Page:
When marriages end, and the divorce process begins, people begin to think about their futures. This is especially true for business owners in Arizona and across the U.S who may be worried about the future of their companies. Although neither person must liquidate the company, certain changes may need to take place according to the law.
The law in your state defines marital property
Many states throughout the nation (such as Texas) demand that all assets are divided down the middle during a divorce, including businesses. However, this law often only focuses on assets that the law considers to be marital property. Marital property includes any assets a couple acquires during the marriage. This means that if you began your company while you were married, the law considers it to be marital property. This also includes other items, such as stocks and real estate. In fact, many attorneys recommend aspiring entrepreneurs avoid using their mortgage to fund their businesses as this can further complicate matters.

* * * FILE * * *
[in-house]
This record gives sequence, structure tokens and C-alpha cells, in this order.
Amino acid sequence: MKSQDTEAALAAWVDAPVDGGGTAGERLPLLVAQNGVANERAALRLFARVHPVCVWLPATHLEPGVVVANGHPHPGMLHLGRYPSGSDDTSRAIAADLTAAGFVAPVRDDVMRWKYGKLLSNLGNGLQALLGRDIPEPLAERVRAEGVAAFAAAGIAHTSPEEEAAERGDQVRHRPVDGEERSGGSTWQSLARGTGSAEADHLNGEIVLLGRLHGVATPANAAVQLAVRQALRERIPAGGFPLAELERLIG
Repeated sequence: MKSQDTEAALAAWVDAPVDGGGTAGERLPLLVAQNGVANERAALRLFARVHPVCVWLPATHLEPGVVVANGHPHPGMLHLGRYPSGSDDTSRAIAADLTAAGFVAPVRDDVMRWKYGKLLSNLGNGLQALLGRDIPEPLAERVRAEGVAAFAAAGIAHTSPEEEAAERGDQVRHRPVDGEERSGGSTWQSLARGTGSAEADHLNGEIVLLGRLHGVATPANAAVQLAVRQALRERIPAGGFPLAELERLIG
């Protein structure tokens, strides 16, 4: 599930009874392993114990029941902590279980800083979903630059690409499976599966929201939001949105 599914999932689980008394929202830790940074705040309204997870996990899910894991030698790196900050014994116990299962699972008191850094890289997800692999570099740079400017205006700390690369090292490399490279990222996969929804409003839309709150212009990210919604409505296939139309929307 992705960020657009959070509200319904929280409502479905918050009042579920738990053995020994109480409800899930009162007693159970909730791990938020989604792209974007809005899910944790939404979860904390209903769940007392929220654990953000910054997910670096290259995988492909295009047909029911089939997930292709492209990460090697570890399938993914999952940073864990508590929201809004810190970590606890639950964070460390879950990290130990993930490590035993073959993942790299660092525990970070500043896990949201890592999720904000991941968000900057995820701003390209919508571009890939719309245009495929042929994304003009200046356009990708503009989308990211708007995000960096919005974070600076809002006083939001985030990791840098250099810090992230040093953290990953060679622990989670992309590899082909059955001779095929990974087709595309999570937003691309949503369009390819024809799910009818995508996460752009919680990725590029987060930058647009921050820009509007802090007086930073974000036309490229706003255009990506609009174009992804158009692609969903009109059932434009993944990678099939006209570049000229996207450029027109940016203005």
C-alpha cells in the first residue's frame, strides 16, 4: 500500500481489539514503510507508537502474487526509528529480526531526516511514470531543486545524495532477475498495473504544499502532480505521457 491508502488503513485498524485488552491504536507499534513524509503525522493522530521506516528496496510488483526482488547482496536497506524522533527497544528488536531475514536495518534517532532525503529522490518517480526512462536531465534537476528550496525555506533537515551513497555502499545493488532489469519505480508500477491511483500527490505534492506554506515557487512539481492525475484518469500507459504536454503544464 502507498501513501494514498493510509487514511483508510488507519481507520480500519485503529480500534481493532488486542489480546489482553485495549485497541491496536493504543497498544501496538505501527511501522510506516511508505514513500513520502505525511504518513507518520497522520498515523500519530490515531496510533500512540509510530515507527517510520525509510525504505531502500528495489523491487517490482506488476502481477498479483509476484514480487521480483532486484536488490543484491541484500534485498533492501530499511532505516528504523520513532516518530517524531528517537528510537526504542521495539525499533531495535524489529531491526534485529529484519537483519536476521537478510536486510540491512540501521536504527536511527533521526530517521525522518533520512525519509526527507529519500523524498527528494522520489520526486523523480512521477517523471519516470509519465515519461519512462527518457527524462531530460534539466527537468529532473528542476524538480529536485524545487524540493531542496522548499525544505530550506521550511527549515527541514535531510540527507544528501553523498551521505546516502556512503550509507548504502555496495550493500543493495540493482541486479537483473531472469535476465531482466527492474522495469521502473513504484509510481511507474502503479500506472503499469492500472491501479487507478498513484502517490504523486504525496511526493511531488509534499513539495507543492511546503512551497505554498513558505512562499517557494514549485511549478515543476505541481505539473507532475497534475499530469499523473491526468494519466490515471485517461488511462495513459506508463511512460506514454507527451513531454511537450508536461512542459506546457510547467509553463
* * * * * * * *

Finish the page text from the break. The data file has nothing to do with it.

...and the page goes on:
It’s safe to say that not many ex-married couples want to continue to spend time together after divorcing. However, if a business is split down the middle, this is usually the result. One way to protect your company is to simply buy out the other half that your ex-spouse owns. You should be aware that he or she does not have to agree to your request, but it is worth the shot to regain control of your business.
One of the best ways to protect your business is to have a legal agreement at the ready before you get married. A prenuptial agreement may contain wording that states that your spouse will not obtain control of your business and that he or she agrees to these conditions. If you have already married, it may not be too late. A postnuptial agreement is also an option and can feature similar conditions to which your spouses.
Fighting for your business once a divorce has begun can be quite difficult. Thus, it is important to bring in an experienced attorney to guide you through the options you have on hand.